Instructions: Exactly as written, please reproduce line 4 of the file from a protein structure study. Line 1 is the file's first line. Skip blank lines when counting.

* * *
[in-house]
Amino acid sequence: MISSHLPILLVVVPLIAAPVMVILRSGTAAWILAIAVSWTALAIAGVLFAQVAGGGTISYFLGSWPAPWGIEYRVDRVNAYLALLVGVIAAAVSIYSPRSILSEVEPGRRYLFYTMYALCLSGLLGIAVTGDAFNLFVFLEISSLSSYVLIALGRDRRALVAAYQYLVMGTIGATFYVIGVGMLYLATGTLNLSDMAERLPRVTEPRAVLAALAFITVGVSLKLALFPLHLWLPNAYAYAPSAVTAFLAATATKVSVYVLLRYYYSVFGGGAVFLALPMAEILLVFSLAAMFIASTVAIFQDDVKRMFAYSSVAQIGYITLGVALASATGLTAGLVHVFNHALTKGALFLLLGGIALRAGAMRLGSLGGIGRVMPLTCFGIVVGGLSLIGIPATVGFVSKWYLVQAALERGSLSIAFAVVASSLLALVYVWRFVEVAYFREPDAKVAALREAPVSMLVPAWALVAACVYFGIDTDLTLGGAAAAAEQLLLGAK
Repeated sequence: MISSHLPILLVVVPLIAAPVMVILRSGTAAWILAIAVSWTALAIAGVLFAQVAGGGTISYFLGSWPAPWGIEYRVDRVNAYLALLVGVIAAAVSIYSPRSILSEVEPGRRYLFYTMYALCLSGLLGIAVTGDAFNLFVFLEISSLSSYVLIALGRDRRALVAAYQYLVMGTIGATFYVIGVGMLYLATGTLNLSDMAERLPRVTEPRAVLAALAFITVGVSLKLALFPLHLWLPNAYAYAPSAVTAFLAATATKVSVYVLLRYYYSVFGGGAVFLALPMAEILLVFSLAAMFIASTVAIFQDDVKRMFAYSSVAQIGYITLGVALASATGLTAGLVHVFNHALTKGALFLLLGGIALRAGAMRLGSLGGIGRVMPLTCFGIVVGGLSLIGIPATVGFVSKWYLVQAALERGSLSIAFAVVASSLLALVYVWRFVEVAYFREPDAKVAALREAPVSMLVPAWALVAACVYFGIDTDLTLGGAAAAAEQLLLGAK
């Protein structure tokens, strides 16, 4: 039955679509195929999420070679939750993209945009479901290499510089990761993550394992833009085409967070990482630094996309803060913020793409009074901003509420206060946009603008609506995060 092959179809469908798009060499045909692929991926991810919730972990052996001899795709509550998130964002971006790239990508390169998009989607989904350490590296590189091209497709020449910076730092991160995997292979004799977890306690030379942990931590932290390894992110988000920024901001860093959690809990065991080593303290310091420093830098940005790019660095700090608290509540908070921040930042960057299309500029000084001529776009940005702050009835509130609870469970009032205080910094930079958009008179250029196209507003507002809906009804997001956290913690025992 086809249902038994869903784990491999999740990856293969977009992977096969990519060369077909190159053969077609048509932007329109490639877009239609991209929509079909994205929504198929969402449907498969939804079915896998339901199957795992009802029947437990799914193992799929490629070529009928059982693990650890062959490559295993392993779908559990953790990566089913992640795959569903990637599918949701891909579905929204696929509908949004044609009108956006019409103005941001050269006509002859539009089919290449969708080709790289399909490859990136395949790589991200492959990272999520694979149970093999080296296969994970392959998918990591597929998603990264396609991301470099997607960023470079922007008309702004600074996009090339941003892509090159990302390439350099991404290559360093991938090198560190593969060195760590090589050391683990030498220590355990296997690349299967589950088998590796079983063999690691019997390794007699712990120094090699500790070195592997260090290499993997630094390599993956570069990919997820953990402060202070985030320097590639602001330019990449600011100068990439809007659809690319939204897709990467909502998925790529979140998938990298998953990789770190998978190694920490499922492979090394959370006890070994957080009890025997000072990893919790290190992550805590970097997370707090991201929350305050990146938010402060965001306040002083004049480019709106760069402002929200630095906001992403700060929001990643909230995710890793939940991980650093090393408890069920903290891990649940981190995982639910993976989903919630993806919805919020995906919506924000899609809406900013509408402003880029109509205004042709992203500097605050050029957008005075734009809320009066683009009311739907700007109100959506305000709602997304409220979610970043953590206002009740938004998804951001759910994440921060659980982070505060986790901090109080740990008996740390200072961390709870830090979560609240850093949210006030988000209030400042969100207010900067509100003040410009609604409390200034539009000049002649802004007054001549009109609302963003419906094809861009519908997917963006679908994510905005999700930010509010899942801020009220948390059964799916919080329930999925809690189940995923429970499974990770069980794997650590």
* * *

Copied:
């Protein structure tokens, strides 16, 4: 039955679509195929999420070679939750993209945009479901290499510089990761993550394992833009085409967070990482630094996309803060913020793409009074901003509420206060946009603008609506995060 092959179809469908798009060499045909692929991926991810919730972990052996001899795709509550998130964002971006790239990508390169998009989607989904350490590296590189091209497709020449910076730092991160995997292979004799977890306690030379942990931590932290390894992110988000920024901001860093959690809990065991080593303290310091420093830098940005790019660095700090608290509540908070921040930042960057299309500029000084001529776009940005702050009835509130609870469970009032205080910094930079958009008179250029196209507003507002809906009804997001956290913690025992 086809249902038994869903784990491999999740990856293969977009992977096969990519060369077909190159053969077609048509932007329109490639877009239609991209929509079909994205929504198929969402449907498969939804079915896998339901199957795992009802029947437990799914193992799929490629070529009928059982693990650890062959490559295993392993779908559990953790990566089913992640795959569903990637599918949701891909579905929204696929509908949004044609009108956006019409103005941001050269006509002859539009089919290449969708080709790289399909490859990136395949790589991200492959990272999520694979149970093999080296296969994970392959998918990591597929998603990264396609991301470099997607960023470079922007008309702004600074996009090339941003892509090159990302390439350099991404290559360093991938090198560190593969060195760590090589050391683990030498220590355990296997690349299967589950088998590796079983063999690691019997390794007699712990120094090699500790070195592997260090290499993997630094390599993956570069990919997820953990402060202070985030320097590639602001330019990449600011100068990439809007659809690319939204897709990467909502998925790529979140998938990298998953990789770190998978190694920490499922492979090394959370006890070994957080009890025997000072990893919790290190992550805590970097997370707090991201929350305050990146938010402060965001306040002083004049480019709106760069402002929200630095906001992403700060929001990643909230995710890793939940991980650093090393408890069920903290891990649940981190995982639910993976989903919630993806919805919020995906919506924000899609809406900013509408402003880029109509205004042709992203500097605050050029957008005075734009809320009066683009009311739907700007109100959506305000709602997304409220979610970043953590206002009740938004998804951001759910994440921060659980982070505060986790901090109080740990008996740390200072961390709870830090979560609240850093949210006030988000209030400042969100207010900067509100003040410009609604409390200034539009000049002649802004007054001549009109609302963003419906094809861009519908997917963006679908994510905005999700930010509010899942801020009220948390059964799916919080329930999925809690189940995923429970499974990770069980794997650590």